TABLE 1______________________________________CRT Luminescence Characteristics of Y3 Al5 O12 :Tb         Weight                  ColorSam-          Dispersed Trans-                         Relative                                 Coordinatesple  % BaF2         (mg/cm2)                   mission                         Brightness                                 x    y______________________________________1    0        3.2       20    75.8    0.344                                      0.5192    0.254    2.8       20    83.3    0.348                                      0.5313    0.761    2.9       18    87.0    0.353                                      0.5444    2.54     10.5      22    88.6    0.355                                      0.5515    7.61     10.5      20    88.6    0.355                                      0.551 6*  0        3.2       20    100     0.347                                      0.535______________________________________ *Y3 (AlGa)5 O12 :Tb

              TABLE 2______________________________________Y3 Al5 O12 :TbParticle Size CharacteristicsCoulter Counter100 micrometersSonicSample  % BaF2              50%    Q.D.   % >20 micrometers______________________________________1       0          7.0    0.48   11.92       0.254      5.6    0.35   6.03       0.761      6.1    0.31   1.04       2.54       19.0   0.26   47.25       7.61       13.4   0.25   12.1______________________________________

              TABLE 3______________________________________Y3 Al5 O12 :TbX-ray Diffraction CharacteristicsPeak Height Intensities in " counts/sec"          Y3 Al5 O12                   YAlO3                         Al2 O3                               BaO:6, 6Al2 O3Sample % BaF2          2.69Å                   2.62Å                         2.55Å                               2.51Å______________________________________1     0        4182     732   314   --2     0.254    5445      15   213   233     0.761    5762     --     75   494     2.54     3180     --     65   855     7.61     3237     --    --    155______________________________________

While there has been shown and described what are at present considered the preferred embodiments of the invention, it will be obvious to those skilled in the art that various changes and modifications may be made therein without departing from the scope of the invention as defined by the appended claims.

Patent Citations
Cited PatentFiling datePublication dateApplicantTitle
US4469619 *Sep 30, 1982Sep 4, 1984Sony CorporationMethod of manufacturing a green phosphor
Non-Patent Citations
Reference
1Ohno et al., II, "J. Electrochem. Soc.", 1986, vol. 133, No. 3, pp. 638-643.
2 *Ohno et al., II, J. Electrochem. Soc. , 1986, vol. 133, No. 3, pp. 638 643.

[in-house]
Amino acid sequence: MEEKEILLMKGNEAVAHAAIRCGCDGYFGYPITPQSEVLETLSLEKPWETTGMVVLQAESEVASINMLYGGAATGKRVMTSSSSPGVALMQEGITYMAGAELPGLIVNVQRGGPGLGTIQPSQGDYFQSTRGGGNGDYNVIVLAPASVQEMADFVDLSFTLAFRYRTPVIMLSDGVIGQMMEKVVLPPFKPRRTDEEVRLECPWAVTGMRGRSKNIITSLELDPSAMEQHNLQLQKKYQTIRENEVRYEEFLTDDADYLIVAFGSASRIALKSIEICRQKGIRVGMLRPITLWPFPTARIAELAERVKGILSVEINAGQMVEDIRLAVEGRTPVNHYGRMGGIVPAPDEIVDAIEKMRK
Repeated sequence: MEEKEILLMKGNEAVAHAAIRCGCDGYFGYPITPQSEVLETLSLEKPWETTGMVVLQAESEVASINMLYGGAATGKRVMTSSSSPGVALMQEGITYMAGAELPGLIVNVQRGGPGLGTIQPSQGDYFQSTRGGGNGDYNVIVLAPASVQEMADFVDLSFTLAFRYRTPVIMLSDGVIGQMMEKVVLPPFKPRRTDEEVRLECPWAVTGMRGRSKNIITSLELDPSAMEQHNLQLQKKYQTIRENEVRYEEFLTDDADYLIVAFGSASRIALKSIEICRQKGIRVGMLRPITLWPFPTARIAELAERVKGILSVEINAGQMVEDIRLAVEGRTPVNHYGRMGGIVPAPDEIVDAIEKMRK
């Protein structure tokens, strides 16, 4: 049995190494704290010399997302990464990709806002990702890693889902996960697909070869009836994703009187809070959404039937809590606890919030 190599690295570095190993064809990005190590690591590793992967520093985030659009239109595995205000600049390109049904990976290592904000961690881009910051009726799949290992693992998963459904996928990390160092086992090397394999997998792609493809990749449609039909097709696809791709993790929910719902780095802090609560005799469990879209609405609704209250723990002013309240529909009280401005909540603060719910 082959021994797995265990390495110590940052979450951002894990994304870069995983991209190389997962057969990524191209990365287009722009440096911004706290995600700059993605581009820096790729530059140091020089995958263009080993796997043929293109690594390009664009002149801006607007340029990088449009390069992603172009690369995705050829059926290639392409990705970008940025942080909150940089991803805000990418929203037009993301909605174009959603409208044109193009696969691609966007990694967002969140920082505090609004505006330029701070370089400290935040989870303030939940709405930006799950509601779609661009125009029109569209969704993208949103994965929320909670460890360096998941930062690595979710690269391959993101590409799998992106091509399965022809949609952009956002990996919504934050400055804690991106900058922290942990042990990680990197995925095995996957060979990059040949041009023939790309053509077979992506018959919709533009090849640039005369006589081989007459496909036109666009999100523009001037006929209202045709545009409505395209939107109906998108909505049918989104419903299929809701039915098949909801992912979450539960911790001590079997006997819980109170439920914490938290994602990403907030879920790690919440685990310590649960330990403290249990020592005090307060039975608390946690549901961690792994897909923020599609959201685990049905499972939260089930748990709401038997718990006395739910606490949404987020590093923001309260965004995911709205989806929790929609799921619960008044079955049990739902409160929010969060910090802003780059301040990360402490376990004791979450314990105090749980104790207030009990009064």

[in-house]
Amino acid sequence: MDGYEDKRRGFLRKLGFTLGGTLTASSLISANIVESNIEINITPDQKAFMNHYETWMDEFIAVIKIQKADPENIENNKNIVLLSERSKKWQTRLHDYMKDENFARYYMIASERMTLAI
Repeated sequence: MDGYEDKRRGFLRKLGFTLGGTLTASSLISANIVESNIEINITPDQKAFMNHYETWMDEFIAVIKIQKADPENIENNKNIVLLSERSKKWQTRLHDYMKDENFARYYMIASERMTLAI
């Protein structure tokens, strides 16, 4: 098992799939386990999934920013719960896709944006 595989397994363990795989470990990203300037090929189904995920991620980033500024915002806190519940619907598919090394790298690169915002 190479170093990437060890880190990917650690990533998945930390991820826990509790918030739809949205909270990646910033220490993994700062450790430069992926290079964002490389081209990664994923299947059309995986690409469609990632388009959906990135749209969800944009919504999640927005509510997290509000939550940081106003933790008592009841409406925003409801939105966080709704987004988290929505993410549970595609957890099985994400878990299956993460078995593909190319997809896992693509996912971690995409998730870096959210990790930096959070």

Referenced by
Citing PatentFiling datePublication dateApplicantTitle
US5343316 *Jun 29, 1993Aug 30, 1994Nichia Chemical Industries, Ltd.Phosphor for use in a cathode-ray tube and display device using one
US5531974 *Mar 17, 1994Jul 2, 1996Hughes Aircraft CompanyFlux grown, monosize oxide particles
US5932139 *Mar 17, 1995Aug 3, 1999Hitachi Maxell, Ltd.Fluorescent substance, fluorescent composition, fluorescent mark carrier and optical reader thereof
US6303929Mar 11, 1999Oct 16, 2001Hitachi Maxell, Ltd.Fluorescent substance, fluorescent composition, fluorescent mark carrier and optical reader therefor
US6436314May 16, 2001Aug 20, 2002Hitachi Maxell, Ltd.Particulate fluorescent substance
US6458294May 16, 2001Oct 1, 2002Hitachi Maxell, Ltd.Fluorescent ink compositions
US6471887May 16, 2001Oct 29, 2002Hitachi Maxell, Ltd.Mixed oxide compound
US6688789May 16, 2001Feb 10, 2004Hitachi Maxell, Ltd.Inked ribbon containing tape-like carrier deposited with compound comprising neodymium, ytterbium, oxide of molybdenum and/or tungsten and alkaline erth metal; dispersed in wax and resin binder
EP0700980A1 *Mar 17, 1995Mar 13, 1996Hitachi Maxell, Ltd.Phosphor, phosphor composition, fluorescent mark carrier, and optical character reader
Classifications
U.S. Classification252/301.40R
International ClassificationC09K11/77
Cooperative ClassificationC09K11/7774
European ClassificationC09K11/77S6
Legal Events
DateCodeEventDescription
Oct 10, 2000FPExpired due to failure to pay maintenance fee
Effective date: 20000809
Aug 6, 2000LAPSLapse for failure to pay maintenance fees
Feb 29, 2000REMIMaintenance fee reminder mailed
Dec 21, 1995FPAYFee payment
Year of fee payment: 8
Dec 9, 1991FPAYFee payment
Year of fee payment: 4
Dec 20, 1988CCCertificate of correction